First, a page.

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Old 07/02/2016, 09:08 AM   #1
djbon
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Donovan's Nitrate Destroyer

Here is my nitrate twin tower nitrate destroyer. Hopefully this design will help many reefers out there who is having high nitrate problem but cannot afford spending money on commercial product.


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Old 07/02/2016, 09:15 AM   #2
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My current effluent output flow (nitrate free)

http://vid1233.photobucket.com/album...psu4n8e69w.mp4


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Old 07/03/2016, 09:12 PM   #3
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List of material needed:-

3" PVC pipe, 2 1/2 feet in length each (2 pieces)
3" PVC end cap (4 pieces)
1/4" clear vinyl tubing (2 1/2 feet & 8" each)
Small aquarium pump (fountain pump should be sufficient)
Reef safe adjustable valve (to be fitted with the 1/4" tubing)
10ml syringe
Bio ring, bio ball, pumice stones as per image (layered)
Carbon source (vodka, vinegar, sugar)
A bottle of live bacteria to start the reactor


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Old 07/04/2016, 09:40 AM   #4
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How long did it take to get the bacteria colonized enough to process the nitrate? Also, how much flow do you want entering the tower ?


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Old 07/04/2016, 11:08 AM   #5
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How long did it take to get the bacteria colonized enough to process the nitrate? Also, how much flow do you want entering the tower ?
With daily dosing of bacteria of 5ml directly through the syringe, within 5 days you should start seeing nitrogen bubble coming out from the output tubing. For starting, a fine stream of effluent roughly about 1ml per second is sufficient. Once you start seeing nitrate reduction at the output, bacteria dosing can be reduce to 5ml every 2 days. Carbon dosing 5 ml via syringe. Keep testing for nitrate every 3 - 5 days. Increase flow a bit once nitrate reduced by 5ppm.

Make sure the input is after filter sock to prevent blockage.


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Old 07/04/2016, 11:36 AM   #6
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This looks cool. Interesting idea.


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Old 07/04/2016, 11:48 AM   #7
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This looks cool. Interesting idea.
Thanks. Glad you like it. So far my nitrate is constantly zero. Dosing inside the reactor means no cyano outbreak. Once nitrate is 5ppm, i stopped dosing bacteria, continue carbon dosing 1 - 2ml daily just to keep the bacteria happy.


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Old 07/07/2016, 09:41 PM   #8
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What bacteria product are u using

Sent from my Nexus 6 using Tapatalk


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Old 07/08/2016, 01:11 AM   #9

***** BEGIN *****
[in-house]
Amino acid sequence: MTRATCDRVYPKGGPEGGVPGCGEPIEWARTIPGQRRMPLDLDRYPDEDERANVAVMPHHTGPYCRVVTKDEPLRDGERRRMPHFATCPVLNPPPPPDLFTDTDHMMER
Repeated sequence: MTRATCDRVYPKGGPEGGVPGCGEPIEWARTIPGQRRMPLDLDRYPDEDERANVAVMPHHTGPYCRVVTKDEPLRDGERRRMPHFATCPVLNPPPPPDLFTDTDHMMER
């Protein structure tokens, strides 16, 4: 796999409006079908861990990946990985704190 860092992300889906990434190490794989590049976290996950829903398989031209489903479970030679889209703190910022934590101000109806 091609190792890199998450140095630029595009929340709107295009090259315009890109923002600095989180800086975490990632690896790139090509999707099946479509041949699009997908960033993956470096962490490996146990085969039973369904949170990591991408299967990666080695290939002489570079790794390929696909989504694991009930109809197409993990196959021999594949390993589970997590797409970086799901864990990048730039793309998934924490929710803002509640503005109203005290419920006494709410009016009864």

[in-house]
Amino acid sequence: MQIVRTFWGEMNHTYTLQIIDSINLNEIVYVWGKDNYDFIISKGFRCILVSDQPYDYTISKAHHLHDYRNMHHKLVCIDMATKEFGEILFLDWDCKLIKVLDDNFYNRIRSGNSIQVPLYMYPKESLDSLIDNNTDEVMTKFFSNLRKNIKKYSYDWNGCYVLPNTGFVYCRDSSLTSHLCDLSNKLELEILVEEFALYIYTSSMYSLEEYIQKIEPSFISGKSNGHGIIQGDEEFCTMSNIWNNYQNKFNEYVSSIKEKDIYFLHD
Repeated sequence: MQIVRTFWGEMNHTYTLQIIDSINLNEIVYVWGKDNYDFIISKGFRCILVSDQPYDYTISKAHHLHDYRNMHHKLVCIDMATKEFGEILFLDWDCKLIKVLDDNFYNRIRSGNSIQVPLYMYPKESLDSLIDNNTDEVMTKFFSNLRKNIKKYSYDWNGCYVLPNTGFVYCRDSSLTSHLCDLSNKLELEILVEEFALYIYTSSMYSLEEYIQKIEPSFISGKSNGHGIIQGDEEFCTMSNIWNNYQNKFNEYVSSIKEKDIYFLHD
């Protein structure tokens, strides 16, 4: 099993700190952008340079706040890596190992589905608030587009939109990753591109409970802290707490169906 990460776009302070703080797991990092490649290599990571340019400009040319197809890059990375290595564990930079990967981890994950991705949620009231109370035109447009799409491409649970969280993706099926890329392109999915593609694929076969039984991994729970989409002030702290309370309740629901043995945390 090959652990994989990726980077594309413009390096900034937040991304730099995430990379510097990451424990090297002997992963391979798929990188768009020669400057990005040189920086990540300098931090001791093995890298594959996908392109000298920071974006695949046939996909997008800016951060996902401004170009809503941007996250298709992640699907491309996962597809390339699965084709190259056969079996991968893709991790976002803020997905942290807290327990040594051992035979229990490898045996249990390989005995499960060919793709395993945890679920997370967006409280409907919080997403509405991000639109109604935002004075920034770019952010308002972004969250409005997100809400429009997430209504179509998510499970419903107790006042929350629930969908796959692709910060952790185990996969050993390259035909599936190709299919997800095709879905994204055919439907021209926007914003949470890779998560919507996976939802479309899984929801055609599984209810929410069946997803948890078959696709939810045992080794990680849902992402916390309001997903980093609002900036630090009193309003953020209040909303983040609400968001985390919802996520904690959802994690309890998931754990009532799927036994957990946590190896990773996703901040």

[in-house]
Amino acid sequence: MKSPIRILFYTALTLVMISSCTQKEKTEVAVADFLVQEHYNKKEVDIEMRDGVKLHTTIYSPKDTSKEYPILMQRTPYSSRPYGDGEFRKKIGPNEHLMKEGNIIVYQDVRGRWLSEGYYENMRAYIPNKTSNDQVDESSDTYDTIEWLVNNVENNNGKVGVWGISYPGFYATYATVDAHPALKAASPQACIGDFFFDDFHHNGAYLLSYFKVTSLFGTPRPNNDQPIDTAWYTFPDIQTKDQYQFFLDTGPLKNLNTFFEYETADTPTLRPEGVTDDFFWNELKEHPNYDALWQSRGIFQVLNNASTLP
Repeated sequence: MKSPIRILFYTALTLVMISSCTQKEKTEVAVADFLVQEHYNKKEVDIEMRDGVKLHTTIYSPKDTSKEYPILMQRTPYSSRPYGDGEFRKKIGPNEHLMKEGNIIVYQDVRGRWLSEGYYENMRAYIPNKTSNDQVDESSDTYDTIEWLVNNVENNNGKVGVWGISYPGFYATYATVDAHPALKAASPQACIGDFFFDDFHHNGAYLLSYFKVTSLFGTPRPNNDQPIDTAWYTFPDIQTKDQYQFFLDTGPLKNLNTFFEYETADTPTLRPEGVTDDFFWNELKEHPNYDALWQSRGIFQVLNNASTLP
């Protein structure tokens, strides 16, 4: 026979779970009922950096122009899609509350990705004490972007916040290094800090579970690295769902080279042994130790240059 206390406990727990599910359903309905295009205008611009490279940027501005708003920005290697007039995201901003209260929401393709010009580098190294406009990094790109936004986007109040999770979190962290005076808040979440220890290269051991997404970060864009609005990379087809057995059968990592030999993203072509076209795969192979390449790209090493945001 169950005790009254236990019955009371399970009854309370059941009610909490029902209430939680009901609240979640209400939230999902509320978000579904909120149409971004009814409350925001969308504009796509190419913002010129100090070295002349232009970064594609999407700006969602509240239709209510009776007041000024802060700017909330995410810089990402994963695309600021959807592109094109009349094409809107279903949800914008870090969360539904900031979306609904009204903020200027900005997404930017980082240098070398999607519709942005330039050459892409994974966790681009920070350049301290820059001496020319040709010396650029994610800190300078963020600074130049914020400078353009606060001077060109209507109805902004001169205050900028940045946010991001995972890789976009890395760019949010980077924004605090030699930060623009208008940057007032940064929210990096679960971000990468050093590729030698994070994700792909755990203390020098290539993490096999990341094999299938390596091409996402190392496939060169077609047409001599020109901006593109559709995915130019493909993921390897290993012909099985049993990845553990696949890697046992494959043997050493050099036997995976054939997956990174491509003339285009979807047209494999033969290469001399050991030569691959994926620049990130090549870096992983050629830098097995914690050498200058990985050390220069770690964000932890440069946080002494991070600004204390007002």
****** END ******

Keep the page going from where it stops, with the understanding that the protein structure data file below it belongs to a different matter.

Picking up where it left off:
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What bacteria product are u using

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I used combination of Biozyme formula 50 (cheap) with BioDigest to start the tower.


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Old 07/26/2016, 10:14 AM   #10
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Do you use a protein skimmer with carbon dosing? Neat that you actually see nutrient export with the bubbles.


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Old 07/26/2016, 10:35 AM   #11
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"Dosing inside the reactor means no cyano outbreak."


Are you referring to dosing bacteria are carbon as a source for a cyno outbreak? I assume you expect the bacteria inside the bioreactor to consume carbon before it gets into bulk water.


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Old 07/26/2016, 07:46 PM   #12
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Quote:
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"Dosing inside the reactor means no cyano outbreak."


Are you referring to dosing bacteria are carbon as a source for a cyno outbreak? I assume you expect the bacteria inside the bioreactor to consume carbon before it gets into bulk water.
Dosing bacteria (initial seed & maintenance) and carbon source are done via the syringe, directly into the chambers. Since the chambers are occupied by bacteria, the carbon source (in my case vodka) is fully consumed internally, leaving a nitrate & carbon free effluent at the output.

I have experienced cyno outbreak in my DT/sump when i dosed carbon directly into the water column before, but never had this issue since running this bacteria reactor months ago. The previous cyno outbreak might be due vodka overdosed.

Another note to add is there will be no massive bacteria bloom in DT as opposed to carbon dosing directly into the water column.


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Old 07/26/2016, 10:21 PM   #13
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So the cyno got drunk on vodka when it was added to bulk water. How cool is that.

I really like this concept. However it will not work for me because I have a 6" deep Jaubert Plenumn that is full of sludge after 20 years. I will dose bacteria into bulk water and allow the bugs to work on nutrient elimination. In my case, I see little need for carbon dosing.